With Super Bowl LIV in the rear-view mirror, it’s fully time to embrace player acquisition season. Today, APC’s draft prospect profile series continues with another linebacker: this time a player from the reigning national champions.
Patrick Queen, LSU
Weight: 227 pounds
Queen has generally good play diagnostic skills. He generally reads the blocking in front of him quickly and attacks the proper gap. Queen can be a tick slow reacting to the play from time to time, however, and there was one game that I watched, I believe against Auburn, where he seemed to struggle reading anything and misdiagnosed several plays resulting in big gains. I don’t know if that game was an outlier, if Queen has up and down pattern recognition skills, or if he hadn’t done his homework, but it did concern me a bit.
Once Queen makes a decision, he accelerates fairly well and is good at knifing through linemen and can even run through them from time to time despite his less than intimidating size. Even when he doesn’t get a jump on a play, he is able to quickly read blocking in front of him and more often than not attacks the proper gap. Where Queen struggles is shedding offensive linemen who get to the second level; he doesn’t seem to have the technique or explosive pop through his hips to shed offensive linemen or tight ends when he doesn’t have forward momentum. This problem is compounded on the aforementioned plays where Queen reacts slowly, and he usually gets swallowed up and taken out of the in those instances. Due to this issue, it looks as though Queen will really struggle if the quality of line play in front of him isn’t good.
Queen also doesn’t seem particularly adept at diagnosing the offense pre-snap, and consequently doesn’t often make impact plays against the run. Queen has excellent lateral agility and is able to effortlessly able to prevent running backs from getting the edge on stretch and sweep plays, but sometimes get caught up in traffic while tracking the running back. Queen takes good pursuit angles and doesn’t suffer from blown plays due to over-aggressiveness and over-optimism like Kenneth Murray does.
Pass defense is the area where Queen really shines. He has excellent lateral agility, loose hips, and a good understanding of leverage to track tight ends and running backs cutting or changing direction in man coverage. Queen does have a bad habit of attacking the receiver too early and drawing penalties, however, and he’ll need to clean that up at the next level.
Queen is very good in zone coverage, playing the eyes of the quarterback well and giving himself the opportunity to make plays on the ball. He’s also very adept at understanding when to stay with a man in his zone and when to attack quarterbacks on roll outs. Queen does seem to lose track of people entering his zone every so often, however, and he did give up a few unnecessary receptions as a result.
Queen was mostly asked to pass rush up interior gaps, and he didn’t really demonstrate anything special. Queen isn’t particularly adept at splitting linemen, and didn’t really even attempt to turn his hips and shoulders to do so. He did demonstrate some ability to simply run over linemen, but he was usually to late to the quarterback to really affect the throw.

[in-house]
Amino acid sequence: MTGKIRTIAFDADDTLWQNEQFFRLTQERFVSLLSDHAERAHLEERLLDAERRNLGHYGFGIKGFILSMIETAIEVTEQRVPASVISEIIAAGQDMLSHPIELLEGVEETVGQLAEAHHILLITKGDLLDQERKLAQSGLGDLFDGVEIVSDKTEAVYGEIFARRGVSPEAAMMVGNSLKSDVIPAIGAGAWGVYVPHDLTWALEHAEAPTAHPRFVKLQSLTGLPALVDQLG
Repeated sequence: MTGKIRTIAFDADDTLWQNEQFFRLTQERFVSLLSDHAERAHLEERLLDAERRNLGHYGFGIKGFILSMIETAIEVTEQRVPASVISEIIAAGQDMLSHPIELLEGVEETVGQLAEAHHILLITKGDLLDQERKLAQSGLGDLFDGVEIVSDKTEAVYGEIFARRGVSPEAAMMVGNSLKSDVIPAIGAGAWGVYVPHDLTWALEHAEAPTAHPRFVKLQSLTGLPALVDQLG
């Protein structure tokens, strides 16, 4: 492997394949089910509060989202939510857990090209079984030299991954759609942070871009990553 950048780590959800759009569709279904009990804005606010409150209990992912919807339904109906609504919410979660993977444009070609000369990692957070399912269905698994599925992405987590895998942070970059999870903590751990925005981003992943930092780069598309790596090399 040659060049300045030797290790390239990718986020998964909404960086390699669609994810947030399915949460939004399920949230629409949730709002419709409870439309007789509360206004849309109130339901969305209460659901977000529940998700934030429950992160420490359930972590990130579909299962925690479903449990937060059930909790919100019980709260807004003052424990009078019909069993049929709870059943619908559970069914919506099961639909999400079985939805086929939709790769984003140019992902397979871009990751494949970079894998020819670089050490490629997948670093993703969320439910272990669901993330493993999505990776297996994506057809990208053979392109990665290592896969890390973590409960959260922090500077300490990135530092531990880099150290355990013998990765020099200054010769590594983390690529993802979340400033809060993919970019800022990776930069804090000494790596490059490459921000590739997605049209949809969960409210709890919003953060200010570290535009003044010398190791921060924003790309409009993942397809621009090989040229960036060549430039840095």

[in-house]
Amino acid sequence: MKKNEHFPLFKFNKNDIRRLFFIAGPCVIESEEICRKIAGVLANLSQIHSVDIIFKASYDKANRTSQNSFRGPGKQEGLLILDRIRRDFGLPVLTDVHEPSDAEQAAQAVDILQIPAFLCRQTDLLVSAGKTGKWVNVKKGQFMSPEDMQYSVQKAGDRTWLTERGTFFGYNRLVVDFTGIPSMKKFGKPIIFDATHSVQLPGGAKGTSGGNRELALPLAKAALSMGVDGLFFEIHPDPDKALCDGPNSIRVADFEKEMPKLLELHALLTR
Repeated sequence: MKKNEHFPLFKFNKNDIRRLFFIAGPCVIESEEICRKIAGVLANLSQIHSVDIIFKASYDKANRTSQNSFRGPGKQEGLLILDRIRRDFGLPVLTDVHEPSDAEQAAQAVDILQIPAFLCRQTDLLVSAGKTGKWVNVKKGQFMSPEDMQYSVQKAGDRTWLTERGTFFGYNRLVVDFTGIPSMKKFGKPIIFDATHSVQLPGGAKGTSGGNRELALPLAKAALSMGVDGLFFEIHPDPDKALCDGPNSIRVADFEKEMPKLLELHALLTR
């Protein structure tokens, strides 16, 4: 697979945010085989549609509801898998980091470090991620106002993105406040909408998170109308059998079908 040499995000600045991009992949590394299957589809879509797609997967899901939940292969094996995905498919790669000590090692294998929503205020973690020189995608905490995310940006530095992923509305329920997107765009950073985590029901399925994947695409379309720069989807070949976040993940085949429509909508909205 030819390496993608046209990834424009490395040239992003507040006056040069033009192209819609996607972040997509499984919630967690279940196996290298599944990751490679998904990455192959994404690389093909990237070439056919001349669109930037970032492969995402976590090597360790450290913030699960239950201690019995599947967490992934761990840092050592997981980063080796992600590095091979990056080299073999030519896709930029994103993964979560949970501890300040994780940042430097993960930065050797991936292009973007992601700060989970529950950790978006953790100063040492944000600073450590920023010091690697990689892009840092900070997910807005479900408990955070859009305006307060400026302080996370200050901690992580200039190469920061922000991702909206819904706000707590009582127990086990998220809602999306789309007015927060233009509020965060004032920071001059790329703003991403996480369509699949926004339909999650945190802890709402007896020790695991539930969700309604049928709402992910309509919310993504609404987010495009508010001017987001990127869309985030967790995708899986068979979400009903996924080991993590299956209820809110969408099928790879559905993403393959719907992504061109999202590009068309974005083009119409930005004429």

In confined spaces, Queen usually had an aim point at the runner’s waist and often did good job of wrapping and getting his shoulder into the runner. Queen did sometimes get lax with the wrap up, but it’s nothing egregious. In the open field, Queen often did not accelerate through his tackle and often broke down and let the ball carrier come to him. In doing so, Queen would let his feet die and became susceptible to quick changes of direction by the ball carrier, juke moves, and stiff arms.
While Queen has good acceleration and adequate play diagnostics after the snap, he struggles shedding at the second level and his lack of pre-snap diagnostics limits his big play potential. Queen will likely enter the league as a slightly below average run defender, with the potential to become a great run defender. In order to reach that potential however, he’ll need to get much better at shedding linemen; I believe there is significant risk that he won’t greatly improve this skill (see Oren Burks) and he’ll likely cap out as a slightly above average run defender who depends on quality line play in front of him.
Queen is very good in pass defense and I believe he’ll enter the league as an above average pass defender with the potential to become excellent. He doesn’t provide much as a pass rusher.
Overall, I would grade Queen as an early third or perhaps late-second round pick. Queen is a popular pick to go above Oklahoma’s Kenneth Murray at the moment, but I think he lacks big stop skills and can’t play adequately independently from line play, two traits I believe are necessary in a first round pick. Perhaps I’m undervaluing what Queen brings as a pass defender, but after watching the Packers’ linebacking corps get blown up in the NFC Championship Game I really believe that high end run defense skills independent of line play are necessary to justify a first day selection on a linebacker.